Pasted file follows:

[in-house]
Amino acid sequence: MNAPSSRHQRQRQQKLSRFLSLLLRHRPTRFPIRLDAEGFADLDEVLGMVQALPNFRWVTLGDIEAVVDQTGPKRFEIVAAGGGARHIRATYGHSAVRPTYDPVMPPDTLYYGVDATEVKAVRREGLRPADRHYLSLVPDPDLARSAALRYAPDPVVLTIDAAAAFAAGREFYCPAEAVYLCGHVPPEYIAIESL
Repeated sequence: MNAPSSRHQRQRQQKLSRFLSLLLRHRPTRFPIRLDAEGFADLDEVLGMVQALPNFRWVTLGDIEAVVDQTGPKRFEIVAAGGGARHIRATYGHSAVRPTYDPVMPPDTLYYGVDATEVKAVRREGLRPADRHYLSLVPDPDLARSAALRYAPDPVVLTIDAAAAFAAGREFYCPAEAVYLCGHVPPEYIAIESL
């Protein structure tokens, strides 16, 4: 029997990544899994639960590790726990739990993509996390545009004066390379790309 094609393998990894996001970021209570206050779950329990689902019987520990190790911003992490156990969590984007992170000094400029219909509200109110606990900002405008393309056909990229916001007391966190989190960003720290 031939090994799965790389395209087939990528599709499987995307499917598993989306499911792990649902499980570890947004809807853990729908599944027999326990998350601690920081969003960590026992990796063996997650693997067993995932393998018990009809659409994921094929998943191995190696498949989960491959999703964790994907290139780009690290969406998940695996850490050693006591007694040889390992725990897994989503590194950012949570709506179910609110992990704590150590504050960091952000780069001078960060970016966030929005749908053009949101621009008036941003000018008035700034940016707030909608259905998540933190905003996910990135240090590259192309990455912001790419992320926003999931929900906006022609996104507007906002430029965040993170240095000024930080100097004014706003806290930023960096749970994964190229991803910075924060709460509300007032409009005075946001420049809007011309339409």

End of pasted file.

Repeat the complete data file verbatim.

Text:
[in-house]
Amino acid sequence: MNAPSSRHQRQRQQKLSRFLSLLLRHRPTRFPIRLDAEGFADLDEVLGMVQALPNFRWVTLGDIEAVVDQTGPKRFEIVAAGGGARHIRATYGHSAVRPTYDPVMPPDTLYYGVDATEVKAVRREGLRPADRHYLSLVPDPDLARSAALRYAPDPVVLTIDAAAAFAAGREFYCPAEAVYLCGHVPPEYIAIESL
Repeated sequence: MNAPSSRHQRQRQQKLSRFLSLLLRHRPTRFPIRLDAEGFADLDEVLGMVQALPNFRWVTLGDIEAVVDQTGPKRFEIVAAGGGARHIRATYGHSAVRPTYDPVMPPDTLYYGVDATEVKAVRREGLRPADRHYLSLVPDPDLARSAALRYAPDPVVLTIDAAAAFAAGREFYCPAEAVYLCGHVPPEYIAIESL
């Protein structure tokens, strides 16, 4: 029997990544899994639960590790726990739990993509996390545009004066390379790309 094609393998990894996001970021209570206050779950329990689902019987520990190790911003992490156990969590984007992170000094400029219909509200109110606990900002405008393309056909990229916001007391966190989190960003720290 031939090994799965790389395209087939990528599709499987995307499917598993989306499911792990649902499980570890947004809807853990729908599944027999326990998350601690920081969003960590026992990796063996997650693997067993995932393998018990009809659409994921094929998943191995190696498949989960491959999703964790994907290139780009690290969406998940695996850490050693006591007694040889390992725990897994989503590194950012949570709506179910609110992990704590150590504050960091952000780069001078960060970016966030929005749908053009949101621009008036941003000018008035700034940016707030909608259905998540933190905003996910990135240090590259192309990455912001790419992320926003999931929900906006022609996104507007906002430029965040993170240095000024930080100097004014706003806290930023960096749970994964190229991803910075924060709460509300007032409009005075946001420049809007011309339409």